Tag Archives: Skeena River

Baby sockeye salmon are growing faster due to climate change. Is bigger better?

Editor’s note: Most of the salmon on Cortes Island are Chum, not Sockeye, but a DFO study of scale growth measurements from the Big Qualicum River suggests Chum are also being affected by climate change. Chum salmon appear to be growing smaller ‘due to increased ocean temperatures driven by climate changeand also the increased competition over a diminishing number of prey. There are also reports of them relocating to more northern locations. In October 2023, a University of Alaska study revealed that 100 Chum had been found in waters emptying into the Arctic Ocean. They were ‘either actively spawning or had finished spawning.’ Lead author Peter Wesley wrote, “Throughout most parts of the salmon’s range, things have gotten too warm and they’re starting to blink off. In the Arctic, the water is getting warm enough and they’re starting to blink on.”

Canada’s National Observer, Local Journalism Initiative Reporter

Climate change has tipped the scales, causing juvenile sockeye salmon in B.C. to grow bigger over the past century. 

The growth of salmon using lakes as nurseries during the first years of life in northern B.C. is about 35 per cent higher than 100 years ago, a new study from Simon Fraser University shows. 

Continue reading Baby sockeye salmon are growing faster due to climate change. Is bigger better?

The past holds the key to the future for Skeena sockeye: SFU researcher

Editor’s note: This solution would not work for Chum, the principal salmon species found on Cortes Island. Unlike Coho, Chinook, and Sockeye, Chum do not reside in fresh water for an extended period. The 2022 and 2023 runs in Basil Creek were virtually wiped out because there was not enough water for them to return and spawn.

By Seth Forward, Prince Rupert Northern View, Local Journalism Initiative Reporter

Comparing past sockeye populations in the Skeena watershed to their present-day counterparts may hold the key to preserving the species, according to an SFU postdoctoral fellow. 

Michael Price, who resides in Smithers, found in his Ph.D. research that a warming climate is making juvenile Skeena sockeye grow larger and is changing the habitats in which the young fish can thrive. 

Price found that small, warmer and more shallow lakes that juvenile sockeye used to thrive in are now becoming less suitable for the fish, with larger, deeper and colder lakes taking their place as the optimal habitat for sockeye to grow before they make the daunting trip to the ocean.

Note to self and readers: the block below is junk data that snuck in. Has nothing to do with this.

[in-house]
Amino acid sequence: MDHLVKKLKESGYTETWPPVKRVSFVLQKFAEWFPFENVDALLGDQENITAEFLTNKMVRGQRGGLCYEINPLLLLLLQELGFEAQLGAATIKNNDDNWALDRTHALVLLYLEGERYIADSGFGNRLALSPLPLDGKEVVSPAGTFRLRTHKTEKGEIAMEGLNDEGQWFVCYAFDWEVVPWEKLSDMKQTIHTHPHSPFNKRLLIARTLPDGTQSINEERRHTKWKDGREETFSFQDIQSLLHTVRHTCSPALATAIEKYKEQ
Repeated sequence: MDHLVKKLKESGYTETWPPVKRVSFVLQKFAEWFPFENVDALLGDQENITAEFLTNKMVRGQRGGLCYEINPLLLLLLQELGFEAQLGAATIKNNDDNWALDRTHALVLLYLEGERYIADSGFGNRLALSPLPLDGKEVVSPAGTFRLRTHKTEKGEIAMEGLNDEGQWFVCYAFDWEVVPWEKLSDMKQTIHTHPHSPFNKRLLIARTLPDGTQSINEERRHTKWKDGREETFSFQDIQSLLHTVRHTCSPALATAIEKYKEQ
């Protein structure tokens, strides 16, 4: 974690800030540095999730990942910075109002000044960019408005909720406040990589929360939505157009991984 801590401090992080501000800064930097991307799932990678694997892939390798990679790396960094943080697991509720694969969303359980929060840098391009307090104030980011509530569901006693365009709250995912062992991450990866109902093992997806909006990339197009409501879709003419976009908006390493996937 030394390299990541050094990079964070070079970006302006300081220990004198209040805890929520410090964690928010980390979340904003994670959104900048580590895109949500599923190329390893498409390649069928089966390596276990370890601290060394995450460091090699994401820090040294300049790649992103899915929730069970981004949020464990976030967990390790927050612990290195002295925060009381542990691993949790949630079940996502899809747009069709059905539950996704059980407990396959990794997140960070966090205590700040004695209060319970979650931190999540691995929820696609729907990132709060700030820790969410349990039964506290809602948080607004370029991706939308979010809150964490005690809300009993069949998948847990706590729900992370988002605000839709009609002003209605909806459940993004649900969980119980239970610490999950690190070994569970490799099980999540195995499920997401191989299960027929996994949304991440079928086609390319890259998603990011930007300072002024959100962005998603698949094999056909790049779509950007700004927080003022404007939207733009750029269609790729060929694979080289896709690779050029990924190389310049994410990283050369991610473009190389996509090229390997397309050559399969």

Continue reading The past holds the key to the future for Skeena sockeye: SFU researcher

Guided by her culture, Gitxsan scientist looks to old ways for climate resilience

By Aaron Hemens, The Discourse, Local Journalism Initiative Reporter

Whether harvesting salmon or simply spending quality time with her grandfather and uncles, Janna Wale has no shortage of stories about being on the water with her family.

She moved around a bit growing up, but can vividly recall different memories from her early years fishing in her Gitxsan homelands — there were “tons of fish everywhere” at the unceded confluence of the Skeena, Nass and Bulkley rivers near the village of “Hazelton, B.C.”

“Our culture is totally built around salmon. We have different roles for salmon in the feast hall. It’s a large food supply for a lot of people, especially in the winter,” said Wale, who is from the Gitanmaax First Nation and is Cree-Métis on her mother’s side.

Continue reading Guided by her culture, Gitxsan scientist looks to old ways for climate resilience

A deeper dive into the marine protected network plan on Canada’s West Coast

Canada’s National Observer, Local Journalism Initiative Reporter

There’s much to celebrate in the proposed plan to create a string of marine protected areas stretching Canada’s West Coast from northern Vancouver Island to Alaska, experts say. 

But the lack of information on specific protection measures for the BC Northern Shelf MPA Network means the blueprint to preserve sensitive ocean ecosystems risks becoming a string of “paper parks” — legally designated areas that don’t actually have effective conservation or stewardship measures. 

Continue reading A deeper dive into the marine protected network plan on Canada’s West Coast